“My grandparents tried to take [my cousins] in, but the government wouldn’t allow it. Another uncle of mine was sent to the detention camps after he objected [to the cousins being taken away],” said Mutelip. By his count, he has 86 relatives who have been sent to prison or re-education camps across the region.

As detentions increase, Uighur parents living outside China face an impossible choice: return home and face certain imprisonment or remain abroad, unable to determine what has happened to their children in Xinjiang. Digital and physical surveillance makes contact with family and friends there near impossible.

“I dream of being with my daughter. Then I dream I am in Urumqi and the police are coming to my home and I’m afraid they will take me to prison,” said Tahir Imin, a Uighur academic who left behind a seven-year-old daughter in 2016 to pursue a masters degree in Israel. He is now a political refugee in the US.

Last June, Mr Imin’s wife asked for a divorce, which he granted, after she was repeatedly harassed by local security forces in Urumqi for her relationship with Mr Imin.

Earlier this year, friends in Xinjiang told Mr Imin that his entire extended family had been detained or imprisoned, but they did not provide details for fear that their conversations were being monitored and they would be punished. Mr Imin is unclear about what happened to his daughter. Shortly before cutting off contact in January, his daughter told him to stop contacting his family.

The words cut deep, but he believes they were sent to him under psychological pressure and duress. “She loves me very much,” said Mr Imin. “She knows everything.”

Follow Emily Feng on Twitter @emilyzfeng

South China Sea: Time for a different Philippine narrative on maritime dispute with China

July 7, 2018

Since the stunning victory over China in 2016, the official story has been defeatist

Soon, it will be two years since the Philippines overwhelmingly won in its maritime dispute against China. But during this time, the official narrative in the Philippines has been one with strong defeatist tones.

By Marites Dañguilan Vitug


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From Day 1, July 12, 2016, when the international arbitral tribunal issued its decision invalidating China’s 9-dash line and clarifying the status of certain features in the South China Sea, this ruling has never been given the national attention it deserved. It has not been used as leverage in the country’s dealings with China. It has not been in the Department of Foreign Affairs’ talking points.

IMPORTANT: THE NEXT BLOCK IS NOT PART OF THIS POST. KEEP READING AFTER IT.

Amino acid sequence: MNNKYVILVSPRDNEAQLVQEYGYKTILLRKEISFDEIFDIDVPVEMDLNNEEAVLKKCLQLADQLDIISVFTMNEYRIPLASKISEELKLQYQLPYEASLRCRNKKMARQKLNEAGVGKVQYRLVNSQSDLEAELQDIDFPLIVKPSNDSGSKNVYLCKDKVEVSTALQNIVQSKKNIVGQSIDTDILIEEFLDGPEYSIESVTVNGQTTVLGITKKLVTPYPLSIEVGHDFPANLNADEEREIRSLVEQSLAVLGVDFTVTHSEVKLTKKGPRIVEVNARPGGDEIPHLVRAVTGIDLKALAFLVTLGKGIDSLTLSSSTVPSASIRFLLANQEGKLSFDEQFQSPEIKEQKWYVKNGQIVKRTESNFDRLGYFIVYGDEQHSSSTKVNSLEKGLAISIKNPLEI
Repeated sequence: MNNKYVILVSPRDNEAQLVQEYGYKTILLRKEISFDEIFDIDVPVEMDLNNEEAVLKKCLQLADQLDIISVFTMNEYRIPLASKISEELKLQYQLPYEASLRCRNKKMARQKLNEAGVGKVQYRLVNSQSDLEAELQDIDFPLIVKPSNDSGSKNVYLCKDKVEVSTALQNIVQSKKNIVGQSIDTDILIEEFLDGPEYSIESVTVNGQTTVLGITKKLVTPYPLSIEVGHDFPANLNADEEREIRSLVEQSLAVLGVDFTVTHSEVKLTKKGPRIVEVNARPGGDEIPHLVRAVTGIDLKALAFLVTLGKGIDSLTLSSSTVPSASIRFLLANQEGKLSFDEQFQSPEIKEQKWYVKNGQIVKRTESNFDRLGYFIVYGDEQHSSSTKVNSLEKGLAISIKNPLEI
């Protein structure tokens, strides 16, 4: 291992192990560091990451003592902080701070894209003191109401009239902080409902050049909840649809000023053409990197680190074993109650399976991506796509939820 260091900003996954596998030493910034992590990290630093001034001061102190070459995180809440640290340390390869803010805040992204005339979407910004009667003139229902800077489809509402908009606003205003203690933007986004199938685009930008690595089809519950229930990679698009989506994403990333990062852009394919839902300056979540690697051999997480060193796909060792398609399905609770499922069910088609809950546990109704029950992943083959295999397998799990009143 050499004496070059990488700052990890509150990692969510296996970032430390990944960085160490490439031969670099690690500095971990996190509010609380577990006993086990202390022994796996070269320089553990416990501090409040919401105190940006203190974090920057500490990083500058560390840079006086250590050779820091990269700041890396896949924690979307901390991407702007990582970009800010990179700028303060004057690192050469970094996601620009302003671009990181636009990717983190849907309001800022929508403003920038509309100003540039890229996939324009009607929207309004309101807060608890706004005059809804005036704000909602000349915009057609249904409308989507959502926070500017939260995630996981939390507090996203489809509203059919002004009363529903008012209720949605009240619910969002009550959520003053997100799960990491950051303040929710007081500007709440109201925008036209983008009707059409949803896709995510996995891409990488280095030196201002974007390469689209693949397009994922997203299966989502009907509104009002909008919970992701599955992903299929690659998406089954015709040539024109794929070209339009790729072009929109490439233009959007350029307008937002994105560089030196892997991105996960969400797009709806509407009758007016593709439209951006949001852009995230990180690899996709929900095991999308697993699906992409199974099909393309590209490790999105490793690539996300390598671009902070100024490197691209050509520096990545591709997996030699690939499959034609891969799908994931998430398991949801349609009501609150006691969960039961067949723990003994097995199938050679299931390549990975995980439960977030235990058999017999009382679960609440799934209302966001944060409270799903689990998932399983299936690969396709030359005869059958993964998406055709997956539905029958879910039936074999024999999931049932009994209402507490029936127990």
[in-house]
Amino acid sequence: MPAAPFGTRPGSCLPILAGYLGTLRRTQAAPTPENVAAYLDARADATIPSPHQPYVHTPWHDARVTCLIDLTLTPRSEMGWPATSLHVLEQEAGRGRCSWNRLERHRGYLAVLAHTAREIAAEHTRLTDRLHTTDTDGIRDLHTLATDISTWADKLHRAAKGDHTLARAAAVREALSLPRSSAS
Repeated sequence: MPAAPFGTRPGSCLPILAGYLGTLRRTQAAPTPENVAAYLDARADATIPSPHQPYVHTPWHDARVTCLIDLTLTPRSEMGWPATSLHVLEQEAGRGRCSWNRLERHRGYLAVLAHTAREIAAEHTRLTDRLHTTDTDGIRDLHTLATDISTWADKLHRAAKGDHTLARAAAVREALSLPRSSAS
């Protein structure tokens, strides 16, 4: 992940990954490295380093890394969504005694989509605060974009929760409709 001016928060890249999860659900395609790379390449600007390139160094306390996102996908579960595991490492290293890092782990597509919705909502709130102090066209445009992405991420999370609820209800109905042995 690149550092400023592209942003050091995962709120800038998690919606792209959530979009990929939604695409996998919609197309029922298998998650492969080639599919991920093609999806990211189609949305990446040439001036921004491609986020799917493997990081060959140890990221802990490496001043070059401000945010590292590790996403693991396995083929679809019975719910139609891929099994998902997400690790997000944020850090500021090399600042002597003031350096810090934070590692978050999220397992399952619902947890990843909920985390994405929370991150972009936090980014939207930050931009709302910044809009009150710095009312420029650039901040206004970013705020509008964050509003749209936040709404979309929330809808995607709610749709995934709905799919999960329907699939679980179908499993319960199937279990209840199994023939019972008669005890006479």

It has not been part of the country’s diplomatic arsenal.

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Yes, we won, officials say, but…

  • China is our source of economic deliverance. China will rebuild war-torn Marawi. China will invest heavily in the government’s “Build, Build, Build”
    program. Millions of Chinese tourists will boost our tourism industry. China is our new source of weapons.
  • China is a dear friend who, unlike the European Union, is nonchalant about the deadly drug war that has killed thousands and has led to a crushing wave of impunity.

These buts drown out the gains of July 12, 2016, weakening the Philippine position, making our country’s voice part of the chorus of approval of China in the region.

Let us not be taken by the official story. It’s time to talk about a different narrative.

Let’s go back to the story of Philippines vs. China, the historic arbitration case that reverberated in various parts of the world. As a law professor from the University of Geneva said, “July 12, 2016 is a date that will remain etched in the history of international adjudication.”

Let’s go back to the almost two decades of back-and-forth with Beijing when our diplomats asserted Philippine rights over parts of the South China Sea – only to be rebuffed with its stock response that China had “indisputable sovereignty” over this vast area.

Let’s hear from our scholars, experts, and diplomats on how to make use of our legal victory and start a national conversation on this crucial issue.

Historic case

In my new book, Rock Solid: How the Philippines won its maritime case against China, I tell the story of this victory that gave the country so much – a maritime area larger than the total land area of the Philippines, rich in resources – but has since been disregarded by the government.

First of all, the case is historic. It is the first to interpret the United Nations Convention on the Law of the Sea (Unclos) definitions of rocks, islands, and low-tide elevations; the first case to be filed by a South China Sea claimant state against China; and it is the first case to address the scope and application of the Unclos provision on protection and preservation of the environment.

This book addresses why President Benigno Aquino III took China to Court. Among others, he particularly remembered the quip of one ASEAN senior leader: “There are big countries and there are small countries. That’s the way of the world.” He mulled over this and thought that it was precisely the law that would serve as the great equalizer.

With this as anchor – the law as the great equalizer – Aquino decided, with the approval of the Cabinet, the leaders of Congress and two past presidents, to sue China.

In January 2013, the Philippines began its legal battle. It filed a “notification of statement and claim.”

More than year later, the Philippines submitted its memorial, like a plea, which reached more than 3,000 pages. It was a product of massive research in history, international law, geology, hydrography, marine biodiversity, and cartography. This included 10 volumes of annexes, which contained maps, nautical charts, expert reports, witnesses’ affidavits, historical records, and official communications.